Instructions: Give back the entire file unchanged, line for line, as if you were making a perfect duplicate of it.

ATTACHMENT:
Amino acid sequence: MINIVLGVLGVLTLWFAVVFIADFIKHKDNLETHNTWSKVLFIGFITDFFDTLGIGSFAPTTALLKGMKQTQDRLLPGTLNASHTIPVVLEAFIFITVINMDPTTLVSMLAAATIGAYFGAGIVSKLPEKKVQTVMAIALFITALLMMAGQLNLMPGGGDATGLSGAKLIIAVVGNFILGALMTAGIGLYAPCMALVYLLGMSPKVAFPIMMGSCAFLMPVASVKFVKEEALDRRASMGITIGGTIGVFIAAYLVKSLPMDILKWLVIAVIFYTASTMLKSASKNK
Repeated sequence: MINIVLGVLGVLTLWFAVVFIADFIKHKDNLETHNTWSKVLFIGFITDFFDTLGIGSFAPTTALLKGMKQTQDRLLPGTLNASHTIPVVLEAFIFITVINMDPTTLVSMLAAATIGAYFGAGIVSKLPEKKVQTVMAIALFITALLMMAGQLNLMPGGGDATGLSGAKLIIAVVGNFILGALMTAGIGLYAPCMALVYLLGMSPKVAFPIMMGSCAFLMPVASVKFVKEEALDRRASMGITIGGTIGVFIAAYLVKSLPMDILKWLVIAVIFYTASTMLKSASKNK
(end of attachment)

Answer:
Amino acid sequence: MINIVLGVLGVLTLWFAVVFIADFIKHKDNLETHNTWSKVLFIGFITDFFDTLGIGSFAPTTALLKGMKQTQDRLLPGTLNASHTIPVVLEAFIFITVINMDPTTLVSMLAAATIGAYFGAGIVSKLPEKKVQTVMAIALFITALLMMAGQLNLMPGGGDATGLSGAKLIIAVVGNFILGALMTAGIGLYAPCMALVYLLGMSPKVAFPIMMGSCAFLMPVASVKFVKEEALDRRASMGITIGGTIGVFIAAYLVKSLPMDILKWLVIAVIFYTASTMLKSASKNK
Repeated sequence: MINIVLGVLGVLTLWFAVVFIADFIKHKDNLETHNTWSKVLFIGFITDFFDTLGIGSFAPTTALLKGMKQTQDRLLPGTLNASHTIPVVLEAFIFITVINMDPTTLVSMLAAATIGAYFGAGIVSKLPEKKVQTVMAIALFITALLMMAGQLNLMPGGGDATGLSGAKLIIAVVGNFILGALMTAGIGLYAPCMALVYLLGMSPKVAFPIMMGSCAFLMPVASVKFVKEEALDRRASMGITIGGTIGVFIAAYLVKSLPMDILKWLVIAVIFYTASTMLKSASKNK